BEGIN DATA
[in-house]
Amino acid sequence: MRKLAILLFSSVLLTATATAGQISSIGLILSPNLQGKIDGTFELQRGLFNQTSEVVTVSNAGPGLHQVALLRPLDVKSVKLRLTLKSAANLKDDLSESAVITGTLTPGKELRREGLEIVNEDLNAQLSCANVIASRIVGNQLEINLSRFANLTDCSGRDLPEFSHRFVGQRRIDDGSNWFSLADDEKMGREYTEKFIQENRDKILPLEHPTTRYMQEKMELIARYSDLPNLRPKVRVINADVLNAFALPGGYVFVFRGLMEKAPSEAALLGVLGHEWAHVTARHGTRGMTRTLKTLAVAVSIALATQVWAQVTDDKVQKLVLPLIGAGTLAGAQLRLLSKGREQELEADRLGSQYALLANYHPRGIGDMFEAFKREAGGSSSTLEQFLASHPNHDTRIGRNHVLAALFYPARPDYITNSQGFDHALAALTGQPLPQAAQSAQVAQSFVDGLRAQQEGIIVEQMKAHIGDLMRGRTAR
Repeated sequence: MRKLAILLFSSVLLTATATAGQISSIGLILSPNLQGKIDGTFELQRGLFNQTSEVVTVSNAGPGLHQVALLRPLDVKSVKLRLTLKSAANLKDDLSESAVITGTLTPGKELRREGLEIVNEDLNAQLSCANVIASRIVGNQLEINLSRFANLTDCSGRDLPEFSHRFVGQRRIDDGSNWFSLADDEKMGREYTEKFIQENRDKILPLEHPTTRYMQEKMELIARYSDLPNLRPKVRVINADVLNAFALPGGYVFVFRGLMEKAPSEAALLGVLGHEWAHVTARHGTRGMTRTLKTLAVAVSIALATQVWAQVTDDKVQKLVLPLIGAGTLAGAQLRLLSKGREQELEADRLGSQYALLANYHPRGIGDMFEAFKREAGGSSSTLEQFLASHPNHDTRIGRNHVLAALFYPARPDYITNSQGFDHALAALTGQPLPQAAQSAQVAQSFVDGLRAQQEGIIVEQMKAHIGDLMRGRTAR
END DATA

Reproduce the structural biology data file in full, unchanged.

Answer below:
[in-house]
Amino acid sequence: MRKLAILLFSSVLLTATATAGQISSIGLILSPNLQGKIDGTFELQRGLFNQTSEVVTVSNAGPGLHQVALLRPLDVKSVKLRLTLKSAANLKDDLSESAVITGTLTPGKELRREGLEIVNEDLNAQLSCANVIASRIVGNQLEINLSRFANLTDCSGRDLPEFSHRFVGQRRIDDGSNWFSLADDEKMGREYTEKFIQENRDKILPLEHPTTRYMQEKMELIARYSDLPNLRPKVRVINADVLNAFALPGGYVFVFRGLMEKAPSEAALLGVLGHEWAHVTARHGTRGMTRTLKTLAVAVSIALATQVWAQVTDDKVQKLVLPLIGAGTLAGAQLRLLSKGREQELEADRLGSQYALLANYHPRGIGDMFEAFKREAGGSSSTLEQFLASHPNHDTRIGRNHVLAALFYPARPDYITNSQGFDHALAALTGQPLPQAAQSAQVAQSFVDGLRAQQEGIIVEQMKAHIGDLMRGRTAR
Repeated sequence: MRKLAILLFSSVLLTATATAGQISSIGLILSPNLQGKIDGTFELQRGLFNQTSEVVTVSNAGPGLHQVALLRPLDVKSVKLRLTLKSAANLKDDLSESAVITGTLTPGKELRREGLEIVNEDLNAQLSCANVIASRIVGNQLEINLSRFANLTDCSGRDLPEFSHRFVGQRRIDDGSNWFSLADDEKMGREYTEKFIQENRDKILPLEHPTTRYMQEKMELIARYSDLPNLRPKVRVINADVLNAFALPGGYVFVFRGLMEKAPSEAALLGVLGHEWAHVTARHGTRGMTRTLKTLAVAVSIALATQVWAQVTDDKVQKLVLPLIGAGTLAGAQLRLLSKGREQELEADRLGSQYALLANYHPRGIGDMFEAFKREAGGSSSTLEQFLASHPNHDTRIGRNHVLAALFYPARPDYITNSQGFDHALAALTGQPLPQAAQSAQVAQSFVDGLRAQQEGIIVEQMKAHIGDLMRGRTAR